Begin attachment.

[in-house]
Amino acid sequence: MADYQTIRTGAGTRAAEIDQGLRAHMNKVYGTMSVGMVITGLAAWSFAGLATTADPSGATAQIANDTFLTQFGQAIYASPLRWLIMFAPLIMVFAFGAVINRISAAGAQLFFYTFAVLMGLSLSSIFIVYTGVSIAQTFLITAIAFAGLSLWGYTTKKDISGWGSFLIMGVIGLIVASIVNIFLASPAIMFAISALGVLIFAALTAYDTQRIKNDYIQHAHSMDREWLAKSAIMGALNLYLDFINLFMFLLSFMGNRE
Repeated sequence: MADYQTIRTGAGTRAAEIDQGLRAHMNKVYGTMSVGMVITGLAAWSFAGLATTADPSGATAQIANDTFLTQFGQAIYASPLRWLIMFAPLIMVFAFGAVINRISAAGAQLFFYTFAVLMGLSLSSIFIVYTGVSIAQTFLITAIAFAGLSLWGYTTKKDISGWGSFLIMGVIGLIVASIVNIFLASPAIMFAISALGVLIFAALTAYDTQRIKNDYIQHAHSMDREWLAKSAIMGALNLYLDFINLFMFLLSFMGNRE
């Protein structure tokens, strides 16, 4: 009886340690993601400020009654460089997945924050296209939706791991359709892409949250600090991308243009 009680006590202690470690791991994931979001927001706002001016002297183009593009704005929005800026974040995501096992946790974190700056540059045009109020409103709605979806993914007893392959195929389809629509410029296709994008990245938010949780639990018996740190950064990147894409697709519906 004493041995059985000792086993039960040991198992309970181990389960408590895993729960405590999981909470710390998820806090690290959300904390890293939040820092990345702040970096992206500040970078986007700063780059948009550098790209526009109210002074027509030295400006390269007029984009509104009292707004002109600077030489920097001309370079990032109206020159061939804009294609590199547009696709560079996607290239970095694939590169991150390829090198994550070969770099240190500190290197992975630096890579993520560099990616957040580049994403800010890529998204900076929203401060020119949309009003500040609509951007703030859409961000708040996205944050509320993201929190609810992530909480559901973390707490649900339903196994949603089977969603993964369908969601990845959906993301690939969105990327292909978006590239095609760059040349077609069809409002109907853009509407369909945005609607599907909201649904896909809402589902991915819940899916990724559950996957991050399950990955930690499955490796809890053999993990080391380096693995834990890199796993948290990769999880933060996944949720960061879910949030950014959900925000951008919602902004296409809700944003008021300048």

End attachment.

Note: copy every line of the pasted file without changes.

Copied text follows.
[in-house]
Amino acid sequence: MADYQTIRTGAGTRAAEIDQGLRAHMNKVYGTMSVGMVITGLAAWSFAGLATTADPSGATAQIANDTFLTQFGQAIYASPLRWLIMFAPLIMVFAFGAVINRISAAGAQLFFYTFAVLMGLSLSSIFIVYTGVSIAQTFLITAIAFAGLSLWGYTTKKDISGWGSFLIMGVIGLIVASIVNIFLASPAIMFAISALGVLIFAALTAYDTQRIKNDYIQHAHSMDREWLAKSAIMGALNLYLDFINLFMFLLSFMGNRE
Repeated sequence: MADYQTIRTGAGTRAAEIDQGLRAHMNKVYGTMSVGMVITGLAAWSFAGLATTADPSGATAQIANDTFLTQFGQAIYASPLRWLIMFAPLIMVFAFGAVINRISAAGAQLFFYTFAVLMGLSLSSIFIVYTGVSIAQTFLITAIAFAGLSLWGYTTKKDISGWGSFLIMGVIGLIVASIVNIFLASPAIMFAISALGVLIFAALTAYDTQRIKNDYIQHAHSMDREWLAKSAIMGALNLYLDFINLFMFLLSFMGNRE
């Protein structure tokens, strides 16, 4: 009886340690993601400020009654460089997945924050296209939706791991359709892409949250600090991308243009 009680006590202690470690791991994931979001927001706002001016002297183009593009704005929005800026974040995501096992946790974190700056540059045009109020409103709605979806993914007893392959195929389809629509410029296709994008990245938010949780639990018996740190950064990147894409697709519906 004493041995059985000792086993039960040991198992309970181990389960408590895993729960405590999981909470710390998820806090690290959300904390890293939040820092990345702040970096992206500040970078986007700063780059948009550098790209526009109210002074027509030295400006390269007029984009509104009292707004002109600077030489920097001309370079990032109206020159061939804009294609590199547009696709560079996607290239970095694939590169991150390829090198994550070969770099240190500190290197992975630096890579993520560099990616957040580049994403800010890529998204900076929203401060020119949309009003500040609509951007703030859409961000708040996205944050509320993201929190609810992530909480559901973390707490649900339903196994949603089977969603993964369908969601990845959906993301690939969105990327292909978006590239095609760059040349077609069809409002109907853009509407369909945005609607599907909201649904896909809402589902991915819940899916990724559950996957991050399950990955930690499955490796809890053999993990080391380096693995834990890199796993948290990769999880933060996944949720960061879910949030950014959900925000951008919602902004296409809700944003008021300048």